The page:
....the damn thing is that I am too weak to even open the box just yet. Hopefully this latest addition to my machinery will give me chance to build up the reliable side of my reputation, also hopefully that my outgoings will now reduce somewhat and I can start moving forward with other areas of my business. 

Til the next time take good care of yourselves,

John 
     

15 comments:

  1. I love budget tech, but sometimes it just isn't worth the risk I guess!

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    1. Indeed Simon, I usually enjoy buying used/worn machinery to make good then use or sell on but at this stage of my business non performing equipment is a luxury that I can ill afford. Unfortunately affording the well built and reliable new stuff is also a luxury that I cannot yet afford, a catch 22 situation I fear. this time though with the new lawnmower I felt that I had little option and had to invest in the hope of future reward.

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  2. Good luck John and I hope you feel better very soon. I'm glad to hear that your new business is already beginning to take off!

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    1. Thank you Jennifer, tis early days and the journey is fraught with pitfalls but I have faith in myself that this will work.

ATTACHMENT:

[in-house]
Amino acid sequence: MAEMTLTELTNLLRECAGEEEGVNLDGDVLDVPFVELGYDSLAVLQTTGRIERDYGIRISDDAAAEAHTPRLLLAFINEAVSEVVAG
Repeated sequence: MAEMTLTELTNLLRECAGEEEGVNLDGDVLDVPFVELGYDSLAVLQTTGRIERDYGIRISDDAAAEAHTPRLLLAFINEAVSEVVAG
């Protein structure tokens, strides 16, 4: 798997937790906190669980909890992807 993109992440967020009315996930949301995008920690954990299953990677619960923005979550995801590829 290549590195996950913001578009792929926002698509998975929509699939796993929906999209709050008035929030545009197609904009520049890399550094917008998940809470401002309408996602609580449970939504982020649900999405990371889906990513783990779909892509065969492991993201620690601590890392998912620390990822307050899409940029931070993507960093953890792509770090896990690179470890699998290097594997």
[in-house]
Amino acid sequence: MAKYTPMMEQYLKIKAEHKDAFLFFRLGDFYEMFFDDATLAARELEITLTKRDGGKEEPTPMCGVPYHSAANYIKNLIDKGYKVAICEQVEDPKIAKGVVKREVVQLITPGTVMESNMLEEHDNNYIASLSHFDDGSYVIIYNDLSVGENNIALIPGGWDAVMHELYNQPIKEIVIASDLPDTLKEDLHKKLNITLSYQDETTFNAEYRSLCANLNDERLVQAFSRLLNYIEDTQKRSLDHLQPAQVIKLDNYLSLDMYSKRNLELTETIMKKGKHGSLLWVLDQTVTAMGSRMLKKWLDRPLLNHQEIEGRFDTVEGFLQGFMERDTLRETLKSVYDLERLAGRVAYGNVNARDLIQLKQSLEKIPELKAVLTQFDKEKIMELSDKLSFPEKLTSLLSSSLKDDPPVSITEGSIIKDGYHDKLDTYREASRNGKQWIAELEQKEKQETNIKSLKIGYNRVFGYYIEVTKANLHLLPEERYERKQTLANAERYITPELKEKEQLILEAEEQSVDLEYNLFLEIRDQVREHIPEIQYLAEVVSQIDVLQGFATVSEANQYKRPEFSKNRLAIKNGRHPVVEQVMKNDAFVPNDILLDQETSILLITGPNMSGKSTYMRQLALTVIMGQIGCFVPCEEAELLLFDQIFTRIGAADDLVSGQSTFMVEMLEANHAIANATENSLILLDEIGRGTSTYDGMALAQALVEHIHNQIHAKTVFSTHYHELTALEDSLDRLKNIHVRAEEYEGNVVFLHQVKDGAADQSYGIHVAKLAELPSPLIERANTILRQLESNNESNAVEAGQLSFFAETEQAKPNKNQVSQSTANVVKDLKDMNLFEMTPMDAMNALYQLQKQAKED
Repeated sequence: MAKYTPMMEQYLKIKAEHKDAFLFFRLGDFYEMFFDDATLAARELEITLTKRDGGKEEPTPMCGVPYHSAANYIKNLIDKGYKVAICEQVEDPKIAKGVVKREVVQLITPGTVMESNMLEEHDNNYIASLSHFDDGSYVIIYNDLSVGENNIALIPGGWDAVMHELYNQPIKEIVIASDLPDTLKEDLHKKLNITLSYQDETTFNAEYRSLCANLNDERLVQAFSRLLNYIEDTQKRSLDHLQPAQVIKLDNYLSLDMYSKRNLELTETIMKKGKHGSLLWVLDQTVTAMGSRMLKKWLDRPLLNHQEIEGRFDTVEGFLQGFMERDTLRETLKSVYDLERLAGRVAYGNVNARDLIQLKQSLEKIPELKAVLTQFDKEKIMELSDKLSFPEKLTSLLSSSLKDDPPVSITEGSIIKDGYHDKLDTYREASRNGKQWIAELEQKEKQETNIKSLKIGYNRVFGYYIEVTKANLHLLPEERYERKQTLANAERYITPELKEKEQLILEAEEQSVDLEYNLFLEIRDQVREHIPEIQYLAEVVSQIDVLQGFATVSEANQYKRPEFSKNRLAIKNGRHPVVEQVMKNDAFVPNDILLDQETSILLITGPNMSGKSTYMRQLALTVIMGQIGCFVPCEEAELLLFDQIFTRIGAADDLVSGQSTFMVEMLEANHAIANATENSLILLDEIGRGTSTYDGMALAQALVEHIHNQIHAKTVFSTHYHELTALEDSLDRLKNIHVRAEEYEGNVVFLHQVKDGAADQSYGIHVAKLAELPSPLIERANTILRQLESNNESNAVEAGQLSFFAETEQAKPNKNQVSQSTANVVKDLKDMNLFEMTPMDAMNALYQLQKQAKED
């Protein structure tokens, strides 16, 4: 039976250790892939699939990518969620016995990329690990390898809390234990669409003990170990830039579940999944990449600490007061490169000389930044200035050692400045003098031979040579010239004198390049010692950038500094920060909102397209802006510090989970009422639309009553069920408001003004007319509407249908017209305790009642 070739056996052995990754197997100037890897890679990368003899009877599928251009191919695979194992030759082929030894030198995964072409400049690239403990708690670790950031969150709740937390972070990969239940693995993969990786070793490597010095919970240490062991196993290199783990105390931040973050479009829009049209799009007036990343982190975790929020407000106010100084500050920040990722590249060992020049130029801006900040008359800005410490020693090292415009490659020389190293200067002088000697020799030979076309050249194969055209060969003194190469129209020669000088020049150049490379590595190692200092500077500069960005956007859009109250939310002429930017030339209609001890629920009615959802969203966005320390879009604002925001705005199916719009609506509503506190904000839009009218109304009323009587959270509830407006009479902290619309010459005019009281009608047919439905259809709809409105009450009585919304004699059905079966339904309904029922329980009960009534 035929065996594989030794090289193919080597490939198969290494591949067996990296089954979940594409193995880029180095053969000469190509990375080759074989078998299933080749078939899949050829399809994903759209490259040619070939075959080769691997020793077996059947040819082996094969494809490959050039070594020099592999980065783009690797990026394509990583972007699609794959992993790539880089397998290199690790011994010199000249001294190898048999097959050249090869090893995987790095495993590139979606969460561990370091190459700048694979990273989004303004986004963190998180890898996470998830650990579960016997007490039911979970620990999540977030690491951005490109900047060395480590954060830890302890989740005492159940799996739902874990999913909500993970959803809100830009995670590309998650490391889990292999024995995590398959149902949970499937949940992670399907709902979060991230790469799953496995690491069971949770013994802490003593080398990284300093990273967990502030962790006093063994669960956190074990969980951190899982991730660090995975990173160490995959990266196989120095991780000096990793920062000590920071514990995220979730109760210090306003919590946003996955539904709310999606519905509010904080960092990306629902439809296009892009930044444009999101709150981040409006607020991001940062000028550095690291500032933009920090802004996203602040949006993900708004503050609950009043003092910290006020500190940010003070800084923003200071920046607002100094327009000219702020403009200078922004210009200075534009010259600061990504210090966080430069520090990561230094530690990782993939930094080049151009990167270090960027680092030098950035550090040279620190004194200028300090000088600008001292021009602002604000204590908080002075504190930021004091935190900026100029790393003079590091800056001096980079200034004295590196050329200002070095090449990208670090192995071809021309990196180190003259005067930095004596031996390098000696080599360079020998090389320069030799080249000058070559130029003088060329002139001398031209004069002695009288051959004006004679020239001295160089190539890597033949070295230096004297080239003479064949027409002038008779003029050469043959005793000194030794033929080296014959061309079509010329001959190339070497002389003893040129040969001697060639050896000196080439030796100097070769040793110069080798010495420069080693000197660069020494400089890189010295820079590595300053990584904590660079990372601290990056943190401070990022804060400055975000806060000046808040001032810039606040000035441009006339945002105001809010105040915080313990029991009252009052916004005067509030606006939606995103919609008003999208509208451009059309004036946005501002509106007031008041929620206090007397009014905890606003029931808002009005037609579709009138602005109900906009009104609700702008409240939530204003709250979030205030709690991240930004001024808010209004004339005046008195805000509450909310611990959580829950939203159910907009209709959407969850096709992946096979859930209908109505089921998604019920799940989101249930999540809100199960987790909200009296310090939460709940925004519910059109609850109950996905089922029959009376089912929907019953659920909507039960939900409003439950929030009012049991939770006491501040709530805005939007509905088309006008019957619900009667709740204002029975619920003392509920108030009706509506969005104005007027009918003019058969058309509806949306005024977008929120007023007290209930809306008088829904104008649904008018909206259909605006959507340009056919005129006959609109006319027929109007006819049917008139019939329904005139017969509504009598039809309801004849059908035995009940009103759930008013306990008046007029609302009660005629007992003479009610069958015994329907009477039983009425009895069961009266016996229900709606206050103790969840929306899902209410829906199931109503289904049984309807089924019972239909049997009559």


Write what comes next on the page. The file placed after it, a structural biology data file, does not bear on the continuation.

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  3. For commercial work you need commercial grade equipment. Homeowner grade machines are just not made for that kind of use. The can't handle ethanol laced fuel now an inescapable reality everywhere. Manufacturers of home grade machines pay more attention to bling and gadgetry than actual mechanics of the design. Over here all the lawn maintenance guys use Walker brand riders, http://www.walkermowers.com/ and Husqvarna and Echo brand products for the smaller machinery.

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    1. You make a valid point Sir Silvius, equipment designed for the domestic market is certainly not up to the demands that I require from them but unfortunately the best equipment is the most expensive and a fledgling service such as mine finds it difficult to justify the cost but at the same time knowing that the most reliable and functional equipment is what really is required...catch 22 if the service takes off better machinery may be purchased at the same time lower grade machinery may well be my downfall in these early days...tis difficult to achieve the right balance, but so are all things in life m'thinks.

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  4. If you ever get left in the lurch on a job, maybe you could rent a mower to finish, if it means saving your reputation.

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    1. Tis a good point Mr. Smythe, and one I will certainly consider.